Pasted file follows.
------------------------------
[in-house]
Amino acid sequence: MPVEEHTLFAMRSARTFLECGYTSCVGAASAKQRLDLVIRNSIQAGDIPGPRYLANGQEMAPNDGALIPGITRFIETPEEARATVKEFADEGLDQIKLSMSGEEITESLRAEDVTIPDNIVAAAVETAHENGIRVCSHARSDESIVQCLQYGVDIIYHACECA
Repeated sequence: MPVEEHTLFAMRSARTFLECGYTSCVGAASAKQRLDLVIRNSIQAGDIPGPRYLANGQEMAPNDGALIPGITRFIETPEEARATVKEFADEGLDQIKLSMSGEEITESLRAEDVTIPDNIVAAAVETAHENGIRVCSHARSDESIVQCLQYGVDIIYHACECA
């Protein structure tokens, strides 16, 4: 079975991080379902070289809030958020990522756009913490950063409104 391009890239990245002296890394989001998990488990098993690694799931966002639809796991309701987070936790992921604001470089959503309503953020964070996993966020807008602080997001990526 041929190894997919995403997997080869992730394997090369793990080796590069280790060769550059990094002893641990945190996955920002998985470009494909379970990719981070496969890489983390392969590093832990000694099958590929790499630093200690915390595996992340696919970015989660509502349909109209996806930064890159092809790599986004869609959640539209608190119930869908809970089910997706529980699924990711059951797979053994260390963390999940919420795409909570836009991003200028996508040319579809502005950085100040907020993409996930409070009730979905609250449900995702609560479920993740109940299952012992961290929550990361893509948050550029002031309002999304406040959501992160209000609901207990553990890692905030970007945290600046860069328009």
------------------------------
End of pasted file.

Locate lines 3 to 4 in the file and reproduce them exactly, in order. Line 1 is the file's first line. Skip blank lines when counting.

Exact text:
Repeated sequence: MPVEEHTLFAMRSARTFLECGYTSCVGAASAKQRLDLVIRNSIQAGDIPGPRYLANGQEMAPNDGALIPGITRFIETPEEARATVKEFADEGLDQIKLSMSGEEITESLRAEDVTIPDNIVAAAVETAHENGIRVCSHARSDESIVQCLQYGVDIIYHACECA
């Protein structure tokens, strides 16, 4: 079975991080379902070289809030958020990522756009913490950063409104 391009890239990245002296890394989001998990488990098993690694799931966002639809796991309701987070936790992921604001470089959503309503953020964070996993966020807008602080997001990526 041929190894997919995403997997080869992730394997090369793990080796590069280790060769550059990094002893641990945190996955920002998985470009494909379970990719981070496969890489983390392969590093832990000694099958590929790499630093200690915390595996992340696919970015989660509502349909109209996806930064890159092809790599986004869609959640539209608190119930869908809970089910997706529980699924990711059951797979053994260390963390999940919420795409909570836009991003200028996508040319579809502005950085100040907020993409996930409070009730979905609250449900995702609560479920993740109940299952012992961290929550990361893509948050550029002031309002999304406040959501992160209000609901207990553990890692905030970007945290600046860069328009």